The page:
How to Design Great Training

15/05/2017 Facebook Twitter LinkedIn Google+ Trainers,Training and Learning

How to Design Great Training

There’s often confusion about constitutes training design. Some people think it’s coming up with the big picture concept. Others think it’s the creation of PowerPoint slides and handouts. In my opinion, it’s both of those things and a whole lot more!

Great training events don’t just happen – they are carefully designed.

Great training design makes sure that there is a seamless link between what is in the key stakeholders heads, and what actually get delivered in the training room – regardless of who delivers that training, when or where.

It makes sure that delegates find the training relevant and engaging. More importantly, it makes it possible for them to apply their learning when they get back to work (though whether they actually do, depends on their motivation and the support/encouragement they receive from their own manager – what gets measured gets done)

So here’s a step-by-step guide to designing a great workshop.

  1. Start with the objectives. You cannot hope to write a great workshop course if you don’t know what it is your stakeholders are trying to achieve. Speaking to multiple stakeholders is valuable – look for commonality and contradiction to clarify exactly what needs to be achieved. Separate those things that are training issues from things that are process or performance management issues. Remember that training isn’t always the answer!
  2. Brainstorm all possible content that will meet these objectives. I tend to create many mind maps and litter my desk with post-it notes before finally settling on the content that will best meet the objectives.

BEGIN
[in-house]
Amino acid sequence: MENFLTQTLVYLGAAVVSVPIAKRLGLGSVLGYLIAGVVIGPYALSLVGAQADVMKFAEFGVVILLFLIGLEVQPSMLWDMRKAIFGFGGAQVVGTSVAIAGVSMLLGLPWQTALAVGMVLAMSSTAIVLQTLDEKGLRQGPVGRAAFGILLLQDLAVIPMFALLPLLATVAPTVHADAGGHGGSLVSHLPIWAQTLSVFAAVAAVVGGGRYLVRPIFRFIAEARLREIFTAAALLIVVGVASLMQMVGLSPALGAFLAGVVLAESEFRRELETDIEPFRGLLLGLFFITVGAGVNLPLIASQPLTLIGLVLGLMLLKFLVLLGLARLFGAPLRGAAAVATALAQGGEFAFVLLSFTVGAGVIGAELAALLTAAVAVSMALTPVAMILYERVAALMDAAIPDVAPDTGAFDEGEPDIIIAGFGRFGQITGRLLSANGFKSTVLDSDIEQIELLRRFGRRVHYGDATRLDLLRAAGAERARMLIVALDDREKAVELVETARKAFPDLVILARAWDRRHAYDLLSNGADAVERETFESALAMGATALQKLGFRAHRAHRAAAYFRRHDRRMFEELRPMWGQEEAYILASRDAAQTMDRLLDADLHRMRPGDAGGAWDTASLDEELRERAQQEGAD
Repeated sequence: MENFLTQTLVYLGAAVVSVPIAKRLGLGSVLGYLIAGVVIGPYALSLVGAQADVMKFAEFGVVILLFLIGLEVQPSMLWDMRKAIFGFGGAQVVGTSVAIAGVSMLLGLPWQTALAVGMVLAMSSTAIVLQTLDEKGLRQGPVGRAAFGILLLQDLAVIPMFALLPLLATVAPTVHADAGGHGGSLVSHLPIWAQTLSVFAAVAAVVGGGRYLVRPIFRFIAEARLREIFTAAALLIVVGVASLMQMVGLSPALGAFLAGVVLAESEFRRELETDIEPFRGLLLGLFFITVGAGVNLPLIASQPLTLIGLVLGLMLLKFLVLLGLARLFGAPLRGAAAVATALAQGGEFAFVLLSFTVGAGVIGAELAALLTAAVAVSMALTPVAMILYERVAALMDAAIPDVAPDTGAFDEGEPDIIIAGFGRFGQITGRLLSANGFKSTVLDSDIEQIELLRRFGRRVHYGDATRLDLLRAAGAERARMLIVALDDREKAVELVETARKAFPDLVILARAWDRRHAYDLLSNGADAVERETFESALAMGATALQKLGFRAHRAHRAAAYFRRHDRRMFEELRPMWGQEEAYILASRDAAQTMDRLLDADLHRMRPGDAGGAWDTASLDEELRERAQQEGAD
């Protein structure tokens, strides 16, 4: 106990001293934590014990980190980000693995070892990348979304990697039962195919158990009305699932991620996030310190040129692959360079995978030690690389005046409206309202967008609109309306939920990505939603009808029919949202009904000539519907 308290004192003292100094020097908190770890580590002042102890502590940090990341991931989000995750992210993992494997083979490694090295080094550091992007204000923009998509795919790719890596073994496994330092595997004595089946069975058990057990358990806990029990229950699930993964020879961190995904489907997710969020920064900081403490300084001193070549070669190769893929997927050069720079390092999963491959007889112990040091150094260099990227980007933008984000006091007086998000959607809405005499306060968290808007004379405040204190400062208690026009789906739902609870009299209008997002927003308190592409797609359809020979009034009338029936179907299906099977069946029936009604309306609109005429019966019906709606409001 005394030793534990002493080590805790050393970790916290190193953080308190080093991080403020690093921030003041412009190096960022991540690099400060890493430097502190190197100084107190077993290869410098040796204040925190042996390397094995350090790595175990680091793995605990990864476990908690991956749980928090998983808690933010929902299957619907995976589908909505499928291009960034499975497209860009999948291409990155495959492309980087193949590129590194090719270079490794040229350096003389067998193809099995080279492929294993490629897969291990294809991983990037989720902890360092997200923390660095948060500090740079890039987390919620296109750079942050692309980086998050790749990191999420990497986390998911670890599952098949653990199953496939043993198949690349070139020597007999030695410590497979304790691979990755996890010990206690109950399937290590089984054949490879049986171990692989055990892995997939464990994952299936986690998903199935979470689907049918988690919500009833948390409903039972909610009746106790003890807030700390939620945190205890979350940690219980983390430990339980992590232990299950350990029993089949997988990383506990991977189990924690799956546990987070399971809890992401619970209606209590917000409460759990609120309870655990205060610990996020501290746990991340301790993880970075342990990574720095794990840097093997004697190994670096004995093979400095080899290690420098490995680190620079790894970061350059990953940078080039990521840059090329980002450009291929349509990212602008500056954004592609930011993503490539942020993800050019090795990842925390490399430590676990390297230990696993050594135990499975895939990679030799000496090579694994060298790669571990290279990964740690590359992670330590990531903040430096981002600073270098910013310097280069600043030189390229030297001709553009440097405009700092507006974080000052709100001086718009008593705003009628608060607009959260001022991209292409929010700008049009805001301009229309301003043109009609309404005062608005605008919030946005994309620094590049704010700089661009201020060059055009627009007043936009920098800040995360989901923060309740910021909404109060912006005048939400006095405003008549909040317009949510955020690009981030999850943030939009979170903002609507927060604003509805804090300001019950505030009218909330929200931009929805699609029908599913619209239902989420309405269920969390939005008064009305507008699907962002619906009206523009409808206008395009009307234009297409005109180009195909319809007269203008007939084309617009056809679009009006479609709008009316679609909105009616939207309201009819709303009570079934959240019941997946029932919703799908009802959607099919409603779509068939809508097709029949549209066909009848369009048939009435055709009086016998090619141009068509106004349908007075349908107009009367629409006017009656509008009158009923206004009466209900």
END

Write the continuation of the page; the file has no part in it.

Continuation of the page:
3. Structure this content using MASTER and thenadd relevant times that reflect the emphasis that the you feel ought to be put on various elements taking into account stakeholder needs.

MASTER is an accelerated learning principle first defined by Colin Rose. It stands for:

How to Design Great Training













  1. See what source material you have and can include. Avoid looking at what already got until the content and structure is clear in your mind. If you start looking at existing material before this point it is too easy to drift away from the agreed specification and start trying to make it fit what you already have. However, it is silly to reinvent the wheel if good existing material exists. Then, look at the gaps and work out what new content needs to be researched and developed.
  2. Bring it to life. Whether or not you subscribe to learning styles theory, good training is varied in its style. Make sure that there is a mix of activities and methodologies to appeal to different people and retain interest throughout the session.
  3. Write the programme! And here I do mean write the program – in detail, using full sentences and clear explanations, especially for exercises. Only by properly writing it can you make sure the context, interpretation and emphasis is right and truly bespoke to the client. I tend to write a detailed Trainer’s Guide and Delegate Workbook (which contains all the ‘content’ – increasingly this is digital), Activity Handouts and Visual PowerPoint slides (often these are just pictures, models or a few words – just enough to prompt the trainer). Slides should never drive the training – only ever support it. In addition, it’s good practice to produce Equipment and Supporting Material Lists, Joining Instructions (especially if there is pre-course work to complete) and an Action Planning Document.
  4. Have it Reviewed. Before running the workshop, ask a trainer to look at it – do they know what to do? If not, it’s not clear. Hen working as an associate, I picked up a course written by someone else and there was an instruction to ‘Tell the Admirable Crichton Story’ I didn’t know what this was, and there were no further instructions. Good training design is water-tight. Get it proof-read, and then walk your stakeholders through it. Make any final tweaks, and you are good to go!

Guest Blogger – Sheridan Webb is an experienced training designer that specialises in creating bespoke programmes for large-scale roll outs. She also provides ready to use bite-size materials under the Power Hour brand.


Need futher help on How to Design Great Training? Commment below